There are the people on the front lines who have to make snap judgments. Sometimes, they overreact, and it's up to someone else to put on the brakes. When the police are too zealous, it's up to the prosecutor's office to be the voice of reason and restraint. Here's a case where it worked the way it was supposed to:
CHICAGO - Charges will be dropped against a woman who briefly left her 2-year-old daughter alone in the car to take her two older daughters to pour coins into a Salvation Army kettle, prosecutors said Thursday.
The woman, Treffly Coyne, was charged with misdemeanor child endangerment and obstructing a peace officer after a Crestwood police officer spotted her sleeping daughter alone in the vehicle Dec. 8. The mother claimed she was close by at all times and was gone for just minutes.
Coyne's trial was supposed to begin Thursday, but prosecutors could not meet the burden of proof and decided to drop the charges,said.
Her husband reacted with relief and anger. If convicted, his wife faced up to a year in jail and a fine of $2,500.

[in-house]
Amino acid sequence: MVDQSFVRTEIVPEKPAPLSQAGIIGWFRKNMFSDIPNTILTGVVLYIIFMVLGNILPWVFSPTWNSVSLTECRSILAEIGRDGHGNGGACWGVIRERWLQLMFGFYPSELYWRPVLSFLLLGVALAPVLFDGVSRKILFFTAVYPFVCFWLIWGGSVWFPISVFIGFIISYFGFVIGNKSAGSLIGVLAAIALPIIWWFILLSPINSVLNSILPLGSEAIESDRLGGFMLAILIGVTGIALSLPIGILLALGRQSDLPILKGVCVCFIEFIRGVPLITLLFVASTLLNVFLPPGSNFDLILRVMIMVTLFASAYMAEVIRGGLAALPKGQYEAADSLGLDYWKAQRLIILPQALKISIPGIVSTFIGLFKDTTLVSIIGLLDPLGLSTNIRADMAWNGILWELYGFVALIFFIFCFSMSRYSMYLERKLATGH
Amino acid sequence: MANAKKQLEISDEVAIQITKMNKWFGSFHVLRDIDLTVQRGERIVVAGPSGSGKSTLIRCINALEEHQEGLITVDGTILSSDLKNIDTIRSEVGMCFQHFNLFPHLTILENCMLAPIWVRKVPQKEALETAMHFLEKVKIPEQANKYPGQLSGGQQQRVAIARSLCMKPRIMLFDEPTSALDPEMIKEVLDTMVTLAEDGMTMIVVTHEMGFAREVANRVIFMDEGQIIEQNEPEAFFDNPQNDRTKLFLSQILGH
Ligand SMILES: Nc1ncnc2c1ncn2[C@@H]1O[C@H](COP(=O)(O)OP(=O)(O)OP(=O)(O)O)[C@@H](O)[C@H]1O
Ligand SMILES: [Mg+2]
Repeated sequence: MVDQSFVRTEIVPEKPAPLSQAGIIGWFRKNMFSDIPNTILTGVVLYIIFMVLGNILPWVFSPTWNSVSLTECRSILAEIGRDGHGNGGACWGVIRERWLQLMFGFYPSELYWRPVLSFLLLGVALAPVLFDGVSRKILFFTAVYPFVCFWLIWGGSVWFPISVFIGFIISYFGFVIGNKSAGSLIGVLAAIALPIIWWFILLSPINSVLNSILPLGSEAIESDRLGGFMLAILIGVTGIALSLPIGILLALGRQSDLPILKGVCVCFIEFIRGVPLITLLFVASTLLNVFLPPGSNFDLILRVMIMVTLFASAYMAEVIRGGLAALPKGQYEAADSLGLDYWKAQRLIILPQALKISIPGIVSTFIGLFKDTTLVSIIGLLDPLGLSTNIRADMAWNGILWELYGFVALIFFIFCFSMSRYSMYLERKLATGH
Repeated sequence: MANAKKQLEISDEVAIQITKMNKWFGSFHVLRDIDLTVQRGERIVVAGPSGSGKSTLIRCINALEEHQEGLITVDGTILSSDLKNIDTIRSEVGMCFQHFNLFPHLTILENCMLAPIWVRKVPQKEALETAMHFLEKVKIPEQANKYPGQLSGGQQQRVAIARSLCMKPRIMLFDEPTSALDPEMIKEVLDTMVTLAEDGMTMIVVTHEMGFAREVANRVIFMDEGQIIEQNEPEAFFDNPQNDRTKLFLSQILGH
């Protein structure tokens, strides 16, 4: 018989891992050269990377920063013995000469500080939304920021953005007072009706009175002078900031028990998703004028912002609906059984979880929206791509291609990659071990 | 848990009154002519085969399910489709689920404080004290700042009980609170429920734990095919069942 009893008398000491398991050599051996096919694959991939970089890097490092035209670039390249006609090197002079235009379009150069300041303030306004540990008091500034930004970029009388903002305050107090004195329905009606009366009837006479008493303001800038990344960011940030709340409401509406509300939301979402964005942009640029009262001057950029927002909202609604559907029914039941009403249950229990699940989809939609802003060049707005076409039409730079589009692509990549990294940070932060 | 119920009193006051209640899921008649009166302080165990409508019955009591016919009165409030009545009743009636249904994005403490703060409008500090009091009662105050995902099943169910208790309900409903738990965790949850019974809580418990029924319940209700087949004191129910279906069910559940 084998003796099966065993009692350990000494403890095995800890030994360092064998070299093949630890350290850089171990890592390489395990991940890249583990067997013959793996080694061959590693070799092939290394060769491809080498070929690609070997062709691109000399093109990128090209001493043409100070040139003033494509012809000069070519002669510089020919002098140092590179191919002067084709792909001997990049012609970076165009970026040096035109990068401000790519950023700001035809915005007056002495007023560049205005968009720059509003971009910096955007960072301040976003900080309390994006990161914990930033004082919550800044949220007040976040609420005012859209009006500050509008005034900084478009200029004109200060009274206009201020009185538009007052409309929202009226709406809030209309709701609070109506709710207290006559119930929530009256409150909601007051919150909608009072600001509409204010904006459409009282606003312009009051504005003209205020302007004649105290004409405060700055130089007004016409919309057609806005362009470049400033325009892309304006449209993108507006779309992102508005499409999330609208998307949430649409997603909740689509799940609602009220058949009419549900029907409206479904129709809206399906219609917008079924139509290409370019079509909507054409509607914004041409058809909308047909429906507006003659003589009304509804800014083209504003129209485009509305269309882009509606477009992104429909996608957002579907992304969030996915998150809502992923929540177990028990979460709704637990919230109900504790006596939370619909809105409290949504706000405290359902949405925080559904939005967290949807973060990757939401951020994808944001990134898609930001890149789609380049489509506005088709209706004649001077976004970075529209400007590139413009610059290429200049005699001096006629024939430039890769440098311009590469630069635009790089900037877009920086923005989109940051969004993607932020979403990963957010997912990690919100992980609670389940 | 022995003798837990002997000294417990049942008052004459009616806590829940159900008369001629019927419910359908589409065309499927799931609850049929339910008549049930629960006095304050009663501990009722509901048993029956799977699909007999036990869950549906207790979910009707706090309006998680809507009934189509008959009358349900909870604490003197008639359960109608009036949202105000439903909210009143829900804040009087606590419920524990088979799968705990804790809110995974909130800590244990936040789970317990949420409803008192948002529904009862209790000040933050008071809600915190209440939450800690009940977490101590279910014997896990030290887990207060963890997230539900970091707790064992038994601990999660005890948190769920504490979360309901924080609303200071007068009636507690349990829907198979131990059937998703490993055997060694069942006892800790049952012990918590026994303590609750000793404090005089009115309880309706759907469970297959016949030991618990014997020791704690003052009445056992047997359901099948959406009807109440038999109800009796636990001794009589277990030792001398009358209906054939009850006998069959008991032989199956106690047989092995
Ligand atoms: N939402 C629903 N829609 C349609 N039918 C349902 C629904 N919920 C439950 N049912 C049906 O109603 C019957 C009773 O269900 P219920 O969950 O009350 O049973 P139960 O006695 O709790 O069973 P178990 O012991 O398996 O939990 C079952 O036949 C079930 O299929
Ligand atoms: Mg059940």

In the newsroom, it's usually the reporters who get excited over a story that will "blow the lid off this town." It is the role of the editor to say, "Well, wait a minute. You don't quite have the facts to back up that claim. Dig a little deeper." I've been on both sides of that divide.
One of the things "Absence of Malice" (a movie I liked) got wrong was that it reversed those roles. The reporter (Sally Field) was the one calling for restraint, and it was her editor who pushed her into reckless reporting. Lots of you probably threw popcorn at the screen during "The Rocky Horror Picure Show." This was the movie that did it for me.